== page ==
177. Oppenheimer's Berkeley years01:27:34In Berkeley Talks episode 177, a panel of scholars discusses theoretical physicist J. Robert Oppenheimer and how his years at UC Berkeley shaped him, and how he shaped the university.Oppenheimer, the subject of Christopher Nolan’s summer 2023 film Oppenheimer, came to Berkeley in 1929 as an assistant professor and over the next dozen years established one of the greatest schools of theoretical physics. He went on to direct the Manhattan Project’s Los Alamos Laboratory during World War II, during which the first nuclear weapons were developed. He’s often referred to as “the father of the atomic bomb.”“Exceptional students and postdocs flocked here to Berkeley to work with him,” began Cathryn Carson, a Berkeley professor of history and a specialist in the history of 20th century physics, who moderated the July 28 discussion at Berkeley.“As we’ll hear today,” she continued, “the style of work that Oppenheimer unfolded at Berkeley was collaborative, pointed, directed at hard problems, not always successful. His modus operandi, you could say, was, ‘Work hard, play hard.’“He landed in the Bay at a time when much else was in ferment. At the same time that he devoted himself to physics, he got engaged with contemporary left-wing politics. In the Bay Area in the 1930s, that included the fight against fascism in Nazi Germany and Spain and struggles for economic justice and labor in California. The Communist Party was part of that setting, and Oppenheimer immersed himself in the life of the Berkeley faculty, efforts to unionize it and intellectual currents across the university — this broad liberal arts institution that fed his roving mind.”Panelists include:Cathryn Carson, chair and professor of Berkeley’s Department of History, whose research includes nuclear history and the history of 20th century physics. She co-edited a volume of papers about Oppenheimer, Reappraising Oppenheimer: Centennial Studies and Reflections.Mark Chadwick, chief scientist and chief operating officer for weapons physics at Los Alamos National Laboratory, who edited and published a suite of papers on the technical history of the Trinity test.Jon Else, professor emeritus of Berkeley’s Graduate School of Journalism, who created the documentary The Day After Trinity: J. Robert Oppenheimer and the Atomic Bomb.Yasunori Nomura, a Berkeley professor of physics and director of the Berkeley Center for Theoretical Physics.Karl van Bibber, professor of nuclear engineering at Berkeley, who spent 25 years conducting nuclear energy research at Lawrence Livermore National Laboratory.Listen to the episode and read the transcript on Berkeley News (news.berkeley.edu).Photo by Roy Kaltschmidt, courtesy of Lawrence Berkeley National Laboratory.Music by Blue Dot Sessions.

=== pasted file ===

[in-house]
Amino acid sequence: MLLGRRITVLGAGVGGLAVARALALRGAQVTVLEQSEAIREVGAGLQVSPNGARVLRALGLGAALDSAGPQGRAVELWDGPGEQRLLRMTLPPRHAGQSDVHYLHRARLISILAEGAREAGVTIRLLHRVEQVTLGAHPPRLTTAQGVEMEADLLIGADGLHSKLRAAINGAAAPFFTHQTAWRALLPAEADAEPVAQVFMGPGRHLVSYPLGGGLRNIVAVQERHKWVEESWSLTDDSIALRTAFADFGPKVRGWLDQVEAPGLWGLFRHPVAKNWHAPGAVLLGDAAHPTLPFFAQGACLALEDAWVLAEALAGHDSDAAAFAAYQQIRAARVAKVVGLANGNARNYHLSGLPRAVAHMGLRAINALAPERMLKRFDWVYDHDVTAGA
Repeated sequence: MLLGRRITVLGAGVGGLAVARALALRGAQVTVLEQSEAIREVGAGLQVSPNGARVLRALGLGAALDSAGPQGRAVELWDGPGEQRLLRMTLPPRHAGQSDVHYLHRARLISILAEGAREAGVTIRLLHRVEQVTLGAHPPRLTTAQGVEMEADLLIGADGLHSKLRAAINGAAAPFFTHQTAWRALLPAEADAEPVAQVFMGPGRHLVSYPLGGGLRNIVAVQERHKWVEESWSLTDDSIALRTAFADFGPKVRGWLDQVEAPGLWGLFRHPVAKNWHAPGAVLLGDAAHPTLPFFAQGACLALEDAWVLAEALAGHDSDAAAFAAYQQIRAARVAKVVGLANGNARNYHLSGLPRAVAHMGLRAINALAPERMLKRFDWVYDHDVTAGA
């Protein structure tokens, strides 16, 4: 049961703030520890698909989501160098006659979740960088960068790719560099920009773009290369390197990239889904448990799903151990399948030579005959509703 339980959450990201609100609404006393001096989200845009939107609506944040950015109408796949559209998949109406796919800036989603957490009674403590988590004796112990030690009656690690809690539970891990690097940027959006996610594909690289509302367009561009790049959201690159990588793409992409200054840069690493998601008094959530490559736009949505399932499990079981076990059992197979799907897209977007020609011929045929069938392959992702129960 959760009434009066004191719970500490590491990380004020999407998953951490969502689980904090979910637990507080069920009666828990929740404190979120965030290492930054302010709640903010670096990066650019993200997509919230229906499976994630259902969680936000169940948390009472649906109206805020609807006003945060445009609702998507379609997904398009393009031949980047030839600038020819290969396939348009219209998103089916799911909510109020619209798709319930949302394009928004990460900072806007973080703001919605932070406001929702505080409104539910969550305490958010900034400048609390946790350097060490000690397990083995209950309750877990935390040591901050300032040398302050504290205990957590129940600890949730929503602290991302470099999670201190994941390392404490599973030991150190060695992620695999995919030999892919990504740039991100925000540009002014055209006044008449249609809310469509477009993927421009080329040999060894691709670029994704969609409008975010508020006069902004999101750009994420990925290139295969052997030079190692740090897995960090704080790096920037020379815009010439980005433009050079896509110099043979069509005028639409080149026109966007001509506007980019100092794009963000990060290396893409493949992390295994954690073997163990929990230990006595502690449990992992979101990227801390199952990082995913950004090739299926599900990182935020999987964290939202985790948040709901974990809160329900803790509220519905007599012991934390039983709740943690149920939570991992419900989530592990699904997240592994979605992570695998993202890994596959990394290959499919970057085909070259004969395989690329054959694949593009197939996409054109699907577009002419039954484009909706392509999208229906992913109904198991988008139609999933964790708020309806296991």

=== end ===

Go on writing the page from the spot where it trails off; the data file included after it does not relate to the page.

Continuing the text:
176. Jessica Morse on how we can live with fire01:25:31In this Berkeley Talks episode, Jessica Morse, the deputy secretary for forest and wildland resilience at the California Natural Resources Agency, discusses the current wildfire crisis in California and how we got here, strategies the state is implementing, and lessons they've learned in order to decrease catastrophic wildfires and create more resilient forests.Morse began her Nov. 4, 2022, lecture with a story about the Camp Fire, the nation's deadliest wildfire in a century that killed 85 people and destroyed more than 18,000 structures in Northern California. "The story for me starts Nov. 8, 2018, almost four years ago to the day the campfire broke out in Paradise," began Morse. "I think all of us have some story of knowing where we were that day. It was a game-changer in terms of the deadliest, most devastating fire we've seen in California history. I went up there a couple days later to go help out and volunteer with the relief efforts. And what I saw was striking: We had 54,000 people displaced in the blink of an eye. Most of the people, even a couple days after the fire, were still meandering around in pajama bottoms and slippers because they had fled from their homes from this fire that was moving so quickly.""It was a level of trauma in people that I had not seen firsthand since I had been in an active war zone in Iraq," she continued. "And I thought, 'This is my community. These are our neighbors. This is our state. How is this happening? And how did it get this bad? And what do we do about it?'"And so, I dedicated then my time and energy, as well as many of you have to, trying to solve and answer that question. And so, I joined the Newsom administration. The governor on day one, he declared an emergency on these fires so that we could start investing in the prevention work. And so, that's what I'm going to tell you a lot about today, is how we've transformed and transitioned in California to the scale we're at today."This talk was the Berkeley Rausser College of Natural Resources' 2022 S.J. Hall Lecture in Industrial Forestry.Listen to the episode and read the transcript on Berkeley News (news.berkeley.edu).UC Berkeley photo by Scott Stephens.Music by Blue Dot Sessions.